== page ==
Within MS, correlations with cognitive subdomains, clinical disability, and MR measures were only performed for long-range coupling values, as this coupling value significantly differed between HCs and CI MS patients. All performed correlations were not significant (executive functioning: r = 0.002, p = 0.884; verbal memory: r = 0.018, p = 0.891; information processing speed: r = −0.129, p = 0.328; verbal fluency: r = 0.074, p = 0.571; visuospatial memory: r = −0.012, p = 0.928; disability: r = 0.051, p = 0.660; lesion volume: Rho = −0.007, p = 0.960; and atrophy: normalized deep gray matter volume: r = −0.009, p = 0.947; normalized cortical gray matter volume: r = −0.049, p = 0.708).

### Comparisons Within Long-Range Connections

Finally, differences in SC and FC theta of long-range connections were separately assessed between groups. Long-range SC showed a significant effect of group (F = 15.6, p < 0.001), with CI (M = 0.423, SD = 0.005) showing lower values compared to both CP (M = 0.449, SD = 0.004, p < 0.001) and HCs (M = 0.461, SD = 0.005, p < 0.001; Figure 5). Conversely, FC theta of long-range connections showed no effect of group (F = 0.130, p = 0.878; Figure 5).

Figure 5.

SC and FC of long-range connections across groups. Each dot denotes a participant. Boxplots show the median value per group. (A) SC of long-range connections per group. (B) FC of long-range connections per group. *p < 0.05. SC = structural connectivity; FC = functional connectivity; HC = healthy controls; CP = cognitively preserved MS patients; CI = cognitively impaired MS patients.

Figure 5.

SC and FC of long-range connections across groups. Each dot denotes a participant. Boxplots show the median value per group. (A) SC of long-range connections per group. (B) FC of long-range connections per group. *p < 0.05. SC = structural connectivity; FC = functional connectivity; HC = healthy controls; CP = cognitively preserved MS patients; CI = cognitively impaired MS patients.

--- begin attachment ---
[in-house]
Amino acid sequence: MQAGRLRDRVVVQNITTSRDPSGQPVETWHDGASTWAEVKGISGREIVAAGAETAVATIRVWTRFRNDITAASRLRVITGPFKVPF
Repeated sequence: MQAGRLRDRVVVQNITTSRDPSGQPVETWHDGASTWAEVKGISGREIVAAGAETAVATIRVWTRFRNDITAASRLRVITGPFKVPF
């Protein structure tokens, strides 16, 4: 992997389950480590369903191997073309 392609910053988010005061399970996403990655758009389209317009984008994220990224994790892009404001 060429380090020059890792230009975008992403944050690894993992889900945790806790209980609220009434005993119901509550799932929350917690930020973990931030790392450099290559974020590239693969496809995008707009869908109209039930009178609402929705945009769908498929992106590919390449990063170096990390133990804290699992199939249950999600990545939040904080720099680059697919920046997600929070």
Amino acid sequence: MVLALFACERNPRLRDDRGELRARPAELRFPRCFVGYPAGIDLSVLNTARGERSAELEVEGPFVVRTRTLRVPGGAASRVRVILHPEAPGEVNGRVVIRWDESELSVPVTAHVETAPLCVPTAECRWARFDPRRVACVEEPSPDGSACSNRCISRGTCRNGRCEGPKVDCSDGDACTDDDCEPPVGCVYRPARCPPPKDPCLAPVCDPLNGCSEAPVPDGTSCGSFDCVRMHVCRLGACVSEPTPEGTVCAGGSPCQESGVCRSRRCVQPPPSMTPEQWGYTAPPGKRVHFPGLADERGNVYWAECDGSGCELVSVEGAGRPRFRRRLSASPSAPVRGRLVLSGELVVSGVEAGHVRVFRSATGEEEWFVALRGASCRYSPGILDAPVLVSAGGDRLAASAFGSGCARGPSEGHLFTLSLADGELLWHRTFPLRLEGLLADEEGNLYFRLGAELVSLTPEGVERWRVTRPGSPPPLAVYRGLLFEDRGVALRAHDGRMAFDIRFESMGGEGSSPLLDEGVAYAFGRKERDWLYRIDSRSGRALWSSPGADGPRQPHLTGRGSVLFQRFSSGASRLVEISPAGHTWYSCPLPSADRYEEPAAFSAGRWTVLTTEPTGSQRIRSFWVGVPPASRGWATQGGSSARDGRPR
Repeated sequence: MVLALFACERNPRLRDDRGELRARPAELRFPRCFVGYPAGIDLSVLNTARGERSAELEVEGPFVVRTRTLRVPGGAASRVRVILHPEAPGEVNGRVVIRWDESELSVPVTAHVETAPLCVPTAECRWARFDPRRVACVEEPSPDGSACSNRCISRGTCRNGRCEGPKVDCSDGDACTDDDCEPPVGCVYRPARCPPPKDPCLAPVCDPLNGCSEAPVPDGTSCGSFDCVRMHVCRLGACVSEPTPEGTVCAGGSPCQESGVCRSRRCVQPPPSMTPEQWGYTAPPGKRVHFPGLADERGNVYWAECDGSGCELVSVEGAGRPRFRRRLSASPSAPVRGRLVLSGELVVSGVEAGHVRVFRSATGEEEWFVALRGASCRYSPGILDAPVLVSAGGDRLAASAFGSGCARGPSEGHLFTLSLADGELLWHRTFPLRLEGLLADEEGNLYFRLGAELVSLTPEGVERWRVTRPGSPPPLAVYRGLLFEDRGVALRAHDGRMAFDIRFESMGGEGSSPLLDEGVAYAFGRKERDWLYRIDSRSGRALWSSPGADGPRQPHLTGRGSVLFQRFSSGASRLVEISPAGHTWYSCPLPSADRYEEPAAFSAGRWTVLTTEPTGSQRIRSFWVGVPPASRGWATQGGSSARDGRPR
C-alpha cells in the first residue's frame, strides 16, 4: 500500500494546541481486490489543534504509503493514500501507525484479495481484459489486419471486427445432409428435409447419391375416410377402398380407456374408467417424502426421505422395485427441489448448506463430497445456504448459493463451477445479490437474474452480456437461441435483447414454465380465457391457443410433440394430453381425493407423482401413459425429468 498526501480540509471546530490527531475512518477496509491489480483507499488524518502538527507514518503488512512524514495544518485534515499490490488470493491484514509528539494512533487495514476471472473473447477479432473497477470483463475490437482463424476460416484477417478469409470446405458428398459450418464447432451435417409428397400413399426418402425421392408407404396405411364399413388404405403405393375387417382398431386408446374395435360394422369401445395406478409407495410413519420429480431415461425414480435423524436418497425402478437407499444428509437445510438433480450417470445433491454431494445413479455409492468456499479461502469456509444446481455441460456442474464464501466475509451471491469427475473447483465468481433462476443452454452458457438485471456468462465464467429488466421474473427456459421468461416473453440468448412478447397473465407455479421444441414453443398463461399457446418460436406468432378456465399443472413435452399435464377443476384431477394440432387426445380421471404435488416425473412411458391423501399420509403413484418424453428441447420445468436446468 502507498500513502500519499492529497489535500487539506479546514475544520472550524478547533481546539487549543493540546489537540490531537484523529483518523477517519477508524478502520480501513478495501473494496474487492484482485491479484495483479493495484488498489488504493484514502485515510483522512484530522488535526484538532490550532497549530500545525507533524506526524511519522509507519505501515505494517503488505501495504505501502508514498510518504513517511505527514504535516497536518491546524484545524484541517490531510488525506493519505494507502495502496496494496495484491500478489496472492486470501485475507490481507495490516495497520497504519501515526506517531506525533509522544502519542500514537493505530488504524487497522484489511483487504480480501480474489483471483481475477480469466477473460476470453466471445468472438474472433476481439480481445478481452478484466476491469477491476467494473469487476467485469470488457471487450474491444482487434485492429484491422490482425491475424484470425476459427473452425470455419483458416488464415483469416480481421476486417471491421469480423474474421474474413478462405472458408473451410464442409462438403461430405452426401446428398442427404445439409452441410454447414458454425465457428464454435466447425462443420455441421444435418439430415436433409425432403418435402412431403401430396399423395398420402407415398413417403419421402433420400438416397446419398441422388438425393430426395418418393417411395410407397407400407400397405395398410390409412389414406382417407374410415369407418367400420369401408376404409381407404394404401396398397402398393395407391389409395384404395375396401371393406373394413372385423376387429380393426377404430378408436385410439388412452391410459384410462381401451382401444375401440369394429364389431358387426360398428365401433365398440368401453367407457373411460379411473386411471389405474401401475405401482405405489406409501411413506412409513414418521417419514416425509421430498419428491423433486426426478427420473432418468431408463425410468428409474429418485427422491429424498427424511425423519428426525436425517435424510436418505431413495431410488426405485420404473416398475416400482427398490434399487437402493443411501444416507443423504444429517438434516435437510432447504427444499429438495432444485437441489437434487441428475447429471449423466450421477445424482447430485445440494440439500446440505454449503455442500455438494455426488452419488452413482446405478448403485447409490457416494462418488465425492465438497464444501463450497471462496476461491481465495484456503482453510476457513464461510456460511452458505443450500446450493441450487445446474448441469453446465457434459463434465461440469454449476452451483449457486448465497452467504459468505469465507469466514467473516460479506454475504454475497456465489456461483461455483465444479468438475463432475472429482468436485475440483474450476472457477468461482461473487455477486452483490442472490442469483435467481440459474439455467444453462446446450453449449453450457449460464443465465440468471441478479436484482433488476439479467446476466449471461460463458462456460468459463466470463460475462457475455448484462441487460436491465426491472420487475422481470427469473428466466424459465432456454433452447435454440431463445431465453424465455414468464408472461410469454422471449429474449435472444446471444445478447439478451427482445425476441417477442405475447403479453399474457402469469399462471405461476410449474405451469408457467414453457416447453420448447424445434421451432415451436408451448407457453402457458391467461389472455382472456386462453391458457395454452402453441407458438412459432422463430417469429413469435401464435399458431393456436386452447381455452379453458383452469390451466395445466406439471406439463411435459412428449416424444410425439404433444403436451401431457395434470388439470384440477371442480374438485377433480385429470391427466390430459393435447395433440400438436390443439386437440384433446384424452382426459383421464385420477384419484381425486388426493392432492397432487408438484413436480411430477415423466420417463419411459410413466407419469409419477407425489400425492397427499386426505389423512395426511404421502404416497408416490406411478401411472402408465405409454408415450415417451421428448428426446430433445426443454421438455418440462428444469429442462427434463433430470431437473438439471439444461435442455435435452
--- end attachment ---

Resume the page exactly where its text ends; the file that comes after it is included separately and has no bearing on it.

Close modal

### Classification Analyses

Receiving operating curve (ROC) analyses showed that structure-function coupling was not a significant classifier of cognitive impairment among MS patients, neither for whole-brain (AUC = 0.493, p = 0.913), short-range (AUC = 0.498, p = 0.976), or long-range connections (AUC = 0.611, p = 0.095). Optimal cutoff scores for structure-function coupling was −0.03 for whole-brain connections (sensitivity = 15%, specificity = 93%), −0.03 for short-range connections (sensitivity = 49%, specificity = 65%), and 0.04 for long-range connections (sensitivity = 46%, specificity = 80%).

### Post Hoc Analyses

To assess the specificity of our results, SC and FC were also correlated in the alpha1 and alpha2 bands, showing a significant correlation between SC and FC of short-range connections in the alpha1 band for the MS patients (rho = −0.271, p = 0.016, significant after correcting for two tests performed), but not for HCs (rho = −0.106, p = 0.514). Long-range connections showed no correlations (p < 0.05; see Table 2 for all results). Next, the relative power in the theta band was correlated to whole-brain SC in MS, yielding nonsignificant results (r = −0.176, p = 0.121), which indicates that the relationship between SC and FC is not likely to be driven by power.

Table 2.

Between-subject correlations for short- and long-range connections

MSHC
Short-range alpha1 r = −0.271, p = 0.016 r = −0.106, p = 0.514
Short-range alpha2 r = −0.193, p = 0.089 r = 0.041, p = 0.803
Long-range alpha1 r = −0.017, p = 0.880 r = −0.160, p = 0.323
Long-rang alpha2 r = −0.096, p = 0.400 r = −0.096, p = 0.554
MSHC
Short-range alpha1 r = −0.271, p = 0.016 r = −0.106, p = 0.514
Short-range alpha2 r = −0.193, p = 0.089 r = 0.041, p = 0.803
Long-range alpha1 r = −0.017, p = 0.880 r = −0.160, p = 0.323
Long-rang alpha2 r = −0.096, p = 0.400 r = −0.096, p = 0.554